Within the act of creation itself is an inherent Recklessness. This creation will result in the death of Jesus. And God has no need to create us in the first place. This is why God’s completeness is so important to understand. It transforms our view of everything from creation to the cross and beyond.

The safe thing for God to do would have been to live within the relational bliss of the trinity for eternity, without the nuisance of dealing with imperfect humanity, and certainly without the need for the horrors of the cross.

If you are a Christ follower, you have heard many times of the brutality of the cross. The whip embedded with glass and bone that would have torn the flesh and muscle from Jesus’ back. We are aware of the crown of thorns that was jammed into his head and the nails that were driven bodily through his wrists and feet. The pain would have been unimaginable.

Death would have come slowly through asphyxiation. In order to breathe, a person being crucified would have to push against the nail in their feet, raising their body enough to take in a breath but causing enormous pain. Eventually the condemned wouldn’t have the strength to do this and would succumb.

There was more to the cross than physical pain. To the first century Jew, the pain would have been almost secondary to the humiliation. So much so that a contemporary historian writing not long after Jesus’ death called it “the most pitiable of deaths.”  It is a difficult thing for those of us who do not live in an honor-based culture to understand the mental and emotional anguish that would have accompanied the physical torment. It was the combination of the two that made crucifixion the horror that it was.

Jesus was marched publicly through the streets of Jerusalem in a procession with two common criminals. He was mocked and ridiculed. When they arrived at the place of execution, Jesus was stripped naked. Very few paintings portray this, because it doesn’t look good on the wall, and out of respect for Christ. The fact that our modern day sensibilities react poorly to the idea of a naked Jesus should give us a slight understanding of the humiliation. His feet would have been nailed not so that his legs were together, but so that he was spread eagle, unable to cover himself.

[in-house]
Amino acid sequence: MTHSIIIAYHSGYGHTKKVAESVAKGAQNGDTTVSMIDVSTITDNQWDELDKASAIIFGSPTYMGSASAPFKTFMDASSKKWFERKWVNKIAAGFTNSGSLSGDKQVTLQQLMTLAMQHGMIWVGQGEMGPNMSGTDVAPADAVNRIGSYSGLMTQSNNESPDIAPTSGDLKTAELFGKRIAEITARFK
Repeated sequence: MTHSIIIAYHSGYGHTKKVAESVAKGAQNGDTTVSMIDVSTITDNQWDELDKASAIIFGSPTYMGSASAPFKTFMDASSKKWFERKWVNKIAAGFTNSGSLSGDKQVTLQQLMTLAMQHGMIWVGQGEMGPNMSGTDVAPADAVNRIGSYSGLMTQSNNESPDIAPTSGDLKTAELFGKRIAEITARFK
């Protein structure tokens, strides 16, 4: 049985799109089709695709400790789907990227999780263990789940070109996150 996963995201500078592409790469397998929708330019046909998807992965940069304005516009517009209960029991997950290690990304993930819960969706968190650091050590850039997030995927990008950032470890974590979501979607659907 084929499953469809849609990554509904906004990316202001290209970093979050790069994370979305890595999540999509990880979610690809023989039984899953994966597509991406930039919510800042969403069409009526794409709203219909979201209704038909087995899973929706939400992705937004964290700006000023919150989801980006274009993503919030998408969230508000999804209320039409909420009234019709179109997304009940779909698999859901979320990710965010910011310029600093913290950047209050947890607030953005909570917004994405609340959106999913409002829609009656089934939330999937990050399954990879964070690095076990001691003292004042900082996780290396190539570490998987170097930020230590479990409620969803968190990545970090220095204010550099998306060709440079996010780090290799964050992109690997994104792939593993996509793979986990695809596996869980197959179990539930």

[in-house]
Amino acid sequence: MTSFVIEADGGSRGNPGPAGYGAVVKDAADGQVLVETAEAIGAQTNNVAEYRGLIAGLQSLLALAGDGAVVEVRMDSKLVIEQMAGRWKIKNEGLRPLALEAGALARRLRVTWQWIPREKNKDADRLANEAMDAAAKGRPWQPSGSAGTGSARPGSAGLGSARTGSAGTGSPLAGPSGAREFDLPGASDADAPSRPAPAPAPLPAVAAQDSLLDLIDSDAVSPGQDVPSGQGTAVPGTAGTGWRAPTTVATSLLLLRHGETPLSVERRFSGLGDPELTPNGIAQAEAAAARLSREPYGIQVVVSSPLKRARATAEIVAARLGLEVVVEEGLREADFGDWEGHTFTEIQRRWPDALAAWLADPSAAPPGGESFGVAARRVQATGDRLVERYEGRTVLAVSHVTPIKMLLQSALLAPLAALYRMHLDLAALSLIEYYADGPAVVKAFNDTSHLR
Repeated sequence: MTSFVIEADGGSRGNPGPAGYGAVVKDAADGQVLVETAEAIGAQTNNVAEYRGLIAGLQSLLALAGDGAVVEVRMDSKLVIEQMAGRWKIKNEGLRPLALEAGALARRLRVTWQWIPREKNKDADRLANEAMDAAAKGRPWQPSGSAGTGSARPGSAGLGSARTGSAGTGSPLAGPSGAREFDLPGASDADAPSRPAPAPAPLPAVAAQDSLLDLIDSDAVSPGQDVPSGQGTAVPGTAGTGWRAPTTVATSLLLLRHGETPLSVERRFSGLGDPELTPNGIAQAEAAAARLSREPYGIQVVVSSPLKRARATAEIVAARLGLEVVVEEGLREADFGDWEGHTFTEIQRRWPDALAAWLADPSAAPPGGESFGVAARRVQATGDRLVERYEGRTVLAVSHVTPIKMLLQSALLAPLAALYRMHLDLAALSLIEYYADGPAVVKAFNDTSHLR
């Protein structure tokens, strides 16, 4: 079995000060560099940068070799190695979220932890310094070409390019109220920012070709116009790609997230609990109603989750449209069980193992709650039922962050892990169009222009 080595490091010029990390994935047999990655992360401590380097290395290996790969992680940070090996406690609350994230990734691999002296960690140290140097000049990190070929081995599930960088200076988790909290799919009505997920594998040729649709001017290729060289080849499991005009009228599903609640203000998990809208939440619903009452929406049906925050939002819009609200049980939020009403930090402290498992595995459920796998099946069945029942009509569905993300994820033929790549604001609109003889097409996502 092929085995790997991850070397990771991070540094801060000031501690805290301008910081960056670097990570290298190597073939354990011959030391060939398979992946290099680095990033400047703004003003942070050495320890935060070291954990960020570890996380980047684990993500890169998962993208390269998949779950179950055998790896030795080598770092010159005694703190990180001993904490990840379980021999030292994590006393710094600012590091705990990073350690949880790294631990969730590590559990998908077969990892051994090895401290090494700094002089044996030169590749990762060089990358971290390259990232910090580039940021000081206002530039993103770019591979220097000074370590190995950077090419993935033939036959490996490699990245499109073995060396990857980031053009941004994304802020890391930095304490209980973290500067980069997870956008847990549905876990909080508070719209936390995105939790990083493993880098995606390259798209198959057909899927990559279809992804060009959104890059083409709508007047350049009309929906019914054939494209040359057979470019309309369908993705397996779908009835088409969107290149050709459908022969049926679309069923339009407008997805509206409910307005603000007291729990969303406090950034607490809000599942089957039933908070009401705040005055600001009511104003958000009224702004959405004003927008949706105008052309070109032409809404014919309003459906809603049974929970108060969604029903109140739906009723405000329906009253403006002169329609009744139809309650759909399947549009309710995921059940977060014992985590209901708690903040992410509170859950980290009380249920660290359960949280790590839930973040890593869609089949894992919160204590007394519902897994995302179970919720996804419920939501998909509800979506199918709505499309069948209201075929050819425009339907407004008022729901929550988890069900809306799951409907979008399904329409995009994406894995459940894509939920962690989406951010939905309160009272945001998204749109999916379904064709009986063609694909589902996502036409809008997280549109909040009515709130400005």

In his wonderful spiritual journal A Traveler Toward the Dawn, John Eagan narrated the humiliation of the passion of

We see a peasant trapped by religious authorities, pushed and shoved from one tribunal to another through a sham trial, beaten like a dog, crowned with insults, led like a bleeding animal to the Calvary rock, nailed to beams, stretched against the sky naked, and dying like an animal.

Once he is nailed in place and the cross raised, the taunting would have continued. It was a degrading way to die, shamed not only by your executioners, but also by your fellow countrymen.

This is how Jesus died.

Not because he had to. But because of God’s love for us.

Eagan remarks: “What Jesus reveals is the Father’s love for us humans: a self-giving love unto death, an unconditional love accepting our flawed condition.” God created humanity, knowing that the cross would be the consequence. God acted without care for the consequence.

God is Reckless.